I’ve been very quiet on this blog lately – life has been throwing itself at me all over the place. How delightful it is to finally be able to share some really exciting news with you all. Please welcome Tania McCartney, who has come along with tea, to help celebrate the launch of her brand new picture book Australia Illustrated. Welcome Tania!!
Australia Illustrated is a hefty 96 pages long. How long did this book take you?
A long time! Around about a year—including research.
The book is divided into state and territory ‘chapters’, and the first chapter header I did—of New South Wales—took me four solid days of work, ten hours a day. It’s a fully digital map done in an unusual way. The other maps took a lot less time because I was more familiar with the process … but they still took a lot of hours.
I hand-drew and watercoloured over 1000 images for this book before scanning them and finishing them in Photoshop. This was before even placing them on pages, so yes, it took a long time!
How did you conduct your research?
It was a pretty typical blend of internet searches, books and encyclopedias. Of course, much of it I already knew as fact, and because the book is predominantly visual, it was more about visual research than text research. I nearly broke Google, searching for reference images!
What was the inspiration behind this work?
It was born of my return to illustration after almost three decades off. I was a prolific drawer through childhood and into my early twenties, but adulthood kind of got in the way. It’s been a secret dream to illustrate my own books, but I truly believed I’d lost the ability, and even now, I can’t believe I’ve actually illustrated a book.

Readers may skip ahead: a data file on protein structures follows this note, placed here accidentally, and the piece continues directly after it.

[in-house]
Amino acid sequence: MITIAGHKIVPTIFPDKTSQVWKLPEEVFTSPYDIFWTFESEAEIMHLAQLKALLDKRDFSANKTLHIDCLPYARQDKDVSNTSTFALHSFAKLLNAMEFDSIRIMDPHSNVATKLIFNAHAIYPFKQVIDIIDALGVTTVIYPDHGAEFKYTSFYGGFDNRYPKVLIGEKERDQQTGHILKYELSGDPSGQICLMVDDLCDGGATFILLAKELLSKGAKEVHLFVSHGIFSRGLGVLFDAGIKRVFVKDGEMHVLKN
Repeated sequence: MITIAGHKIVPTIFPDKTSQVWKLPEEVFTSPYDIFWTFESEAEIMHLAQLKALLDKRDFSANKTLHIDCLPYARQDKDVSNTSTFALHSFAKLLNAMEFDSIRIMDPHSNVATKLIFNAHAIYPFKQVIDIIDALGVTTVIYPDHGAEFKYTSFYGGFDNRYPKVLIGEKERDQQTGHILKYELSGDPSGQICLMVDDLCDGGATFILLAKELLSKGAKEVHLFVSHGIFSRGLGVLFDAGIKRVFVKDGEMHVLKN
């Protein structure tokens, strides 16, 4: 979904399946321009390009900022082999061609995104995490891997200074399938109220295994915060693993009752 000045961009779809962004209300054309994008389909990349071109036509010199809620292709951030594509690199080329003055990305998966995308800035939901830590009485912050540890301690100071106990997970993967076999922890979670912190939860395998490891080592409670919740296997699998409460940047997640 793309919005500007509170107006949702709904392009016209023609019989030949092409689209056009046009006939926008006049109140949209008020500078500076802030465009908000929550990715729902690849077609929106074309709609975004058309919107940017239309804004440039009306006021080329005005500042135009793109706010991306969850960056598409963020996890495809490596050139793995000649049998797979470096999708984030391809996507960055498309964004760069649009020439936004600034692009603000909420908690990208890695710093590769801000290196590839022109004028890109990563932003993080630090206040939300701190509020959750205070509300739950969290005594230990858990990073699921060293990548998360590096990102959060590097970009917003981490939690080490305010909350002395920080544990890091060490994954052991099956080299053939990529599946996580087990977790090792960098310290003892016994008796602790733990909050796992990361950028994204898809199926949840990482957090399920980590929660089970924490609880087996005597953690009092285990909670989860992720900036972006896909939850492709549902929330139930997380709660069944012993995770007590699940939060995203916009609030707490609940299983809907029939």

I started the 52-Week Illustration Challenge in January 2014 as a way to force myself to practice drawing every week, and it was pretty much responsible for my reconnection with art. I practiced night and day for almost two years, and was stunned how it all came flooding back.
I’d had a seed of an idea for a book about Australia that was nothing like any other books done on the topic, and this seemed the perfect way to try my hand at an illustrated work. My publisher at EK Books, Anouska Jones, championed the idea from the start, and before I knew it, I was contracted and embarking on an extraordinary journey.
Pretty much the entire book was done organically, and I’m really aware what an opportunity that was. It also helped me ‘ease into’ this new artistic challenge. I’m beyond grateful.
What mediums did you use to create the pages?
Lots! I sketched in pencil, inked with fine-liner than used watercolour and gouache to colour. I also mono-printed colours to use as backgrounds (an example of this is the chalkboard-style backgrounds and the orange ‘dirt’ of the chapter headers).
At least half of the book is digitally-rendered. I used Adobe Illustrator and Photoshop to do this, and I also used digital patterns and filters. On top of that, I created my own fonts and added them to the pages.
It was crazy good fun. In fact, a friend looked at the book recently and she kept saying: ‘I think you had a lot of fun with this.’